Reaching the Roof: Specifying Fixed Access Aluminum Ladders for Safety and Efficiency
Installed in virtually every commercial structure, fixed access aluminum ladders are a necessary feature for maintaining both building equipment and occupant safety.
Use the following learning objectives to focus your study while reading this month’s Continuing Education article.
Learning Objectives - After reading this article, you will be able to:
- Summarize code standards for fixed access ladders that ensure the health, safety and welfare of users.
- Discuss the safety and code compliance aspects of different types of fixed access ladders.
- Identify uses and applications of fixed access ladders.
- Evaluate design features and materials required for safe fabrication and installation.
Credits: 1 AIA LU/HSW
From biblical times, ladders have occupied an iconic role in art and allegory. They are a metaphor for moving upwards, whether to heaven or a cliff-face dwelling. Cave artists translated the metaphor literally when they painted unmistakable images of ladders, as did stone masons who carved angels gracing ladders on medieval cathedrals.
Today, we prefer to think of them as tools for reaching roofs and upper stories that can be broadly categorized as portable ladders or fixed access ladders. A portable ladder, as the name implies, refers to those ladders, which can be carried. A fixed access ladder is a ladder, which is permanently attached to a structure either at one or both ends.
Fixed access ladders are found in virtually every commercial building, most often required by building codes as a means of reaching equipment located on the roof. Yet, a fixed access ladder, being relatively small and often an afterthought to the design and construction of an entire building, is sometimes ignored and its design left to the last moment or hurriedly specified in response to urging from the building inspector. Unfortunately, uninformed specification, inadequate communication with fixed ladder manufacturers and lack of knowledge regarding code compliance can and has, led to faulty ladder installations with potentially dangerous results. A knowledge of ladder materials and construction, code compliance and safety issues, plus the ability to evaluate site requirements and interpret manufacturers specifications are therefore all critical.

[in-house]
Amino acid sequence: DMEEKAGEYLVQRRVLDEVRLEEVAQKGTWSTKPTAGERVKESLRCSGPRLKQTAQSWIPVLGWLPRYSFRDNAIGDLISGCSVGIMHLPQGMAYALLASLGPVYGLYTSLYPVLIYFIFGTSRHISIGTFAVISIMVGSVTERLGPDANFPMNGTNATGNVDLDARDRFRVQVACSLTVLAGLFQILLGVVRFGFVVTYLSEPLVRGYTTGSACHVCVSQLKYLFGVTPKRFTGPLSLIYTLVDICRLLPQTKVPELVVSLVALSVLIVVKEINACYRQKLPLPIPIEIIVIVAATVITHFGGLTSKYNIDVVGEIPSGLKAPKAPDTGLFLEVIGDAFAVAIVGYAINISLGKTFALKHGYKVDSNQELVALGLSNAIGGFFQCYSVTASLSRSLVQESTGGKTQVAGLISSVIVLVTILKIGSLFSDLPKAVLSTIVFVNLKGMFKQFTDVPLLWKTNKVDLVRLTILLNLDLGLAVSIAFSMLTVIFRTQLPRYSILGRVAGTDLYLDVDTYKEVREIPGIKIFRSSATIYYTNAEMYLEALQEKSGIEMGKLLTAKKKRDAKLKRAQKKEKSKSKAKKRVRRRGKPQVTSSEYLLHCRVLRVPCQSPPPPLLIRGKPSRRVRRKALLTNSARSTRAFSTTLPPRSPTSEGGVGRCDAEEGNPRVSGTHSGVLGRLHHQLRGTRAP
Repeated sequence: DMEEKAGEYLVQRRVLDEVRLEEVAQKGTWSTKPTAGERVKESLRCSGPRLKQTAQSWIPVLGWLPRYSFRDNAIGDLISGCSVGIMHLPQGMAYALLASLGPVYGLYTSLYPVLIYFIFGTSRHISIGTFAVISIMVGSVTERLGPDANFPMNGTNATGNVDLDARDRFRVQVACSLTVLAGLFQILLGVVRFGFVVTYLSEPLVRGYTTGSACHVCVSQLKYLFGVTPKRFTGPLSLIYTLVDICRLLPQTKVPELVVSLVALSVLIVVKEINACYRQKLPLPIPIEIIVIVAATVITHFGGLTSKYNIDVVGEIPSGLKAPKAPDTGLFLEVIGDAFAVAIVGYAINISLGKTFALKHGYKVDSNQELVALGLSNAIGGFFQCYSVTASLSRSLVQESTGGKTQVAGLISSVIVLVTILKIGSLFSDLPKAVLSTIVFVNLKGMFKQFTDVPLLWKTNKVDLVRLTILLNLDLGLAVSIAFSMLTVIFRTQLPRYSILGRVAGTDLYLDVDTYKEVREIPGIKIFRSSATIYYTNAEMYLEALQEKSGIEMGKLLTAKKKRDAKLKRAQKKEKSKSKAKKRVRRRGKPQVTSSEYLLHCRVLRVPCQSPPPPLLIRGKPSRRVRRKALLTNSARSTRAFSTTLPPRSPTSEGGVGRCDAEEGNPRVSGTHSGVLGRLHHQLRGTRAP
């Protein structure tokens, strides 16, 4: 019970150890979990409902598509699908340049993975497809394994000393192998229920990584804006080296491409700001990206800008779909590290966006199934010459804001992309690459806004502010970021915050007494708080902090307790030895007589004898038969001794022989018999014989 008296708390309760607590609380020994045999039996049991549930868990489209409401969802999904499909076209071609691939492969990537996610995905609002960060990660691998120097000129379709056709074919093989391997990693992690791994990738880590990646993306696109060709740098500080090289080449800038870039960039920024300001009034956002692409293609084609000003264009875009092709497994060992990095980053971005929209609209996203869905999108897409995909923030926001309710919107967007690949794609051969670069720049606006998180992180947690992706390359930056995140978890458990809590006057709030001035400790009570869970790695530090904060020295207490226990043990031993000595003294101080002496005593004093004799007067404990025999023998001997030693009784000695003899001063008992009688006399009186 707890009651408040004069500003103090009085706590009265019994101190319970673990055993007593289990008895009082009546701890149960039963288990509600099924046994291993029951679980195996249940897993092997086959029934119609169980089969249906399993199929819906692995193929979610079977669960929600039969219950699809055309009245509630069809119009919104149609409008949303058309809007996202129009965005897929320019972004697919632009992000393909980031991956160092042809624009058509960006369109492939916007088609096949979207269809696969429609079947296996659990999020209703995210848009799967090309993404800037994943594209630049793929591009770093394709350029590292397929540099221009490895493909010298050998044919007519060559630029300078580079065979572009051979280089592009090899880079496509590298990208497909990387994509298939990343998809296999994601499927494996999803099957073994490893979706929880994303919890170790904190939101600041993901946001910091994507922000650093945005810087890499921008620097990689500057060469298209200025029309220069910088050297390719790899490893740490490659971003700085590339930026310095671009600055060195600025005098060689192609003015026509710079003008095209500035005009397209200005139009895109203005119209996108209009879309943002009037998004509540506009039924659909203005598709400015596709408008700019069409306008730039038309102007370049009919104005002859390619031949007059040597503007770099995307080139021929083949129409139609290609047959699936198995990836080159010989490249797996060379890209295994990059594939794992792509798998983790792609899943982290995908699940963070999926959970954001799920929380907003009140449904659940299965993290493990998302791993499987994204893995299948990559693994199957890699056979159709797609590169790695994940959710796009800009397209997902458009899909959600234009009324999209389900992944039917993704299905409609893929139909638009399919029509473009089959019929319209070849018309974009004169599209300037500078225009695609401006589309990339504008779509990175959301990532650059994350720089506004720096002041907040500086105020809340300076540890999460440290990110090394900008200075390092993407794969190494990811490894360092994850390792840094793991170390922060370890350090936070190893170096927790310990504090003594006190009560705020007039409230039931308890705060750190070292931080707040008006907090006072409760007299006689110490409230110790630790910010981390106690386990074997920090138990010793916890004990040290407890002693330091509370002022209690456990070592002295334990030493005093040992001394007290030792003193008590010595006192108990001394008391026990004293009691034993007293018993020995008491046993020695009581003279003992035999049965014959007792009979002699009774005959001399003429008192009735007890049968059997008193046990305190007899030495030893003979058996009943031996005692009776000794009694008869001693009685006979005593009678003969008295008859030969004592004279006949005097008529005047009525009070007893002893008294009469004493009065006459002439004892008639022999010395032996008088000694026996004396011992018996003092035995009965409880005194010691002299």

LADDER MATERIALS AND CONSTRUCTION
Traditionally constructed from wood, ladders were heavy and time consuming to fabricate on site. The introduction of aluminum and mass produced steel in the 19th century not only transformed the way ladders could be constructed, but radically opened up manufacturing possibilities for fixed ladders. While an improvement over wood, steel has similar disadvantages. However aesthetically desirable for an urban loft ladder, it is, like wood-heavy, costly to ship, requires considerable manpower and equipment to install and is subject to rust and corrosion.
Aluminum, on the other hand, is lightweight, flexible, can be engineered to precise conditions off site, is not subject to rust and corrosion and is the ideal material for the construction of fixed access ladders and their numerous industrial and commercial applications. Structural aluminum is supplied in various grades, which affect the strength, sturdiness, thickness and width of ladder components. Ladder manufacturers most commonly select grades 6063-T5 and 6061-T6.
Aluminum alloy 6063 grades are mostly used in extruded shapes for architecture, particularly window frames, door frames, and roofs. Aluminum alloy 6061 is used in aircraft structures, yachts, and automotive parts, depending on the temper, or heat treatment, of the material. In functional terms, aluminum alloy 6061-T6 is 119 percent stronger than the more commonly used 6063-T5 extrusions and therefore offers enhanced safety and longer life. It is also 58 percent harder which provides more resistance to scratches and abrasions.